All posts in Interviews

The Future of Cybersecurity Insurance and Litigation: An Interview with Kimberly Horn

Daniel Solove
Founder of TeachPrivacy

Cybersecurity litigation is currently at a crossroads. Courts have struggled in these cases, coming out in wildly inconsistent ways about whether a data breach causes harm. Although the litigation landscape is uncertain, there are some near certainties about cybersecurity generally: There will be many data breaches, and they will be terrible and costly. We thus have seen the rise of cybersecurity insurance to address this emergent and troublesome risk vector.

I am delighted to be interviewing Kimberly Horn, who is the Global Focus Group Leader for Cyber Claims at Beazley. Kim has significant experience in data privacy and cyber security matters, including guiding insureds through immediate and comprehensive responses to data breaches and network intrusions. She also has extensive experience managing class action litigation, regulatory investigations, and PCI negotiations arising out of privacy breaches.

 

Kimberly Horn

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Locating Personal Data and Tracking Privacy Rights: An Interview with Dimitri Sirota

Daniel Solove
Founder of TeachPrivacy

One of the biggest challenges for organizations is locating all the personal data they have. This task must be done, however, to comply with the General Data Protection Regulation (GDPR) and other privacy laws. Moreover, the GDPR and the new California Consumer Privacy Act provide that individuals have rights regarding their data. These rights often require that organizations must keep records of individual privacy preferences regarding their data.

I had the opportunity to interview Dimitri Sirota about these issues. Dimitri is the CEO and co-founder of one of the first enterprise privacy management platforms, BigID, and a privacy and identity expert.

Dimitri Sirota

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The Supreme Court on Smart Phones: An Interview of Bart Huffman about Law and Technology

Daniel Solove
Founder of TeachPrivacy

The U.S. Supreme Court has been notoriously slow to tackle new technology. In 2002, Blackberry launched its first smart phone. On June 29, 2007, Steve Jobs announced the launch of the original Apple iPhone. But it took the Supreme Court until 2014 to decide a case involving the Fourth Amendment and smart phones – Riley v. California, 134 S.Ct. 2473 (2014). This past summer, the Supreme Court issued another opinion involving smart phones – Carpenter vs. United States, 138 S.Ct. 2206 (2018).

I am thrilled to have had the opportunity to interview Bart Huffman, a partner in Reed Smith’s global IP, Tech & Data Group, about the Supreme Court’s recent foray into smart phones.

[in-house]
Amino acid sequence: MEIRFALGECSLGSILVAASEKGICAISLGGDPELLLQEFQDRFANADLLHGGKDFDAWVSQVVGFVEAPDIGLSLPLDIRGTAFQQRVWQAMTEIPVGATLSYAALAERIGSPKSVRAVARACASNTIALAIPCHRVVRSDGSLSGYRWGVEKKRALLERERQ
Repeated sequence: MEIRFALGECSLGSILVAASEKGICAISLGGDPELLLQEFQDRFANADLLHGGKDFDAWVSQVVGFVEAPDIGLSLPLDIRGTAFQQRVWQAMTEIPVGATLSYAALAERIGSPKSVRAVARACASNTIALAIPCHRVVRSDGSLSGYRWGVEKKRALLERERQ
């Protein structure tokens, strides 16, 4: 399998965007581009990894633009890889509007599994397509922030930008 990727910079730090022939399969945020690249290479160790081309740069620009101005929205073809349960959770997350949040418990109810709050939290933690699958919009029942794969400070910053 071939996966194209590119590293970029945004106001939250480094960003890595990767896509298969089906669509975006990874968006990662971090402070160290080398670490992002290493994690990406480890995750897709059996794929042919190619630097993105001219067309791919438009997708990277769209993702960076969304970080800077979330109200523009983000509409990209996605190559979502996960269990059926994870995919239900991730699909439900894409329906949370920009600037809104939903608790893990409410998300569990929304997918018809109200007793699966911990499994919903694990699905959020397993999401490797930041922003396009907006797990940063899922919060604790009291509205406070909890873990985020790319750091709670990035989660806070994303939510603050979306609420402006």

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The Ethics of Artificial Intelligence: An Interview of Kurt Long

Daniel Solove
Founder of TeachPrivacy

The Ethics of Artificial Intelligence: An Interview of Kurt Long

In recent years, there have been tremendous advances in artificial intelligence (AI). These rapid technological advances are raising a myriad of ethical issues, and much work remains to be done in thinking through all of these ethical issues.

I am delighted to be interviewing Kurt Long about the topic of AI. Long is the creator and CEO of  FairWarning, a cloud-based security provider that provides data protection and governance for electronic health records, Salesforce, Office 365, and many other cloud applications.  Long has extensive experience with AI and has thought a lot about its ethical ramifications.

Kurt Long

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Why Blockchain Is a Game-Changer for Privacy: An Interview with Steve Shillingford

Daniel Solove
Founder of TeachPrivacy

Blockchain is taking the world by storm. I am delighted to have the opportunity to interview Steve Shillingford, Founder and CEO of Anonyome Labs, a consumer privacy software company.

Steve was previously at Oracle and Novell, then was President of Solera Networks before founding Anonyome. Steve speaks and writes extensively on identity management, cybersecurity, privacy, and Big Data.

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Cartoon: California Consumer Privacy Act

Daniel Solove
Founder of TeachPrivacy

Cartoon California Consumer Privacy Act - TeachPrivacy Privacy Training 02 small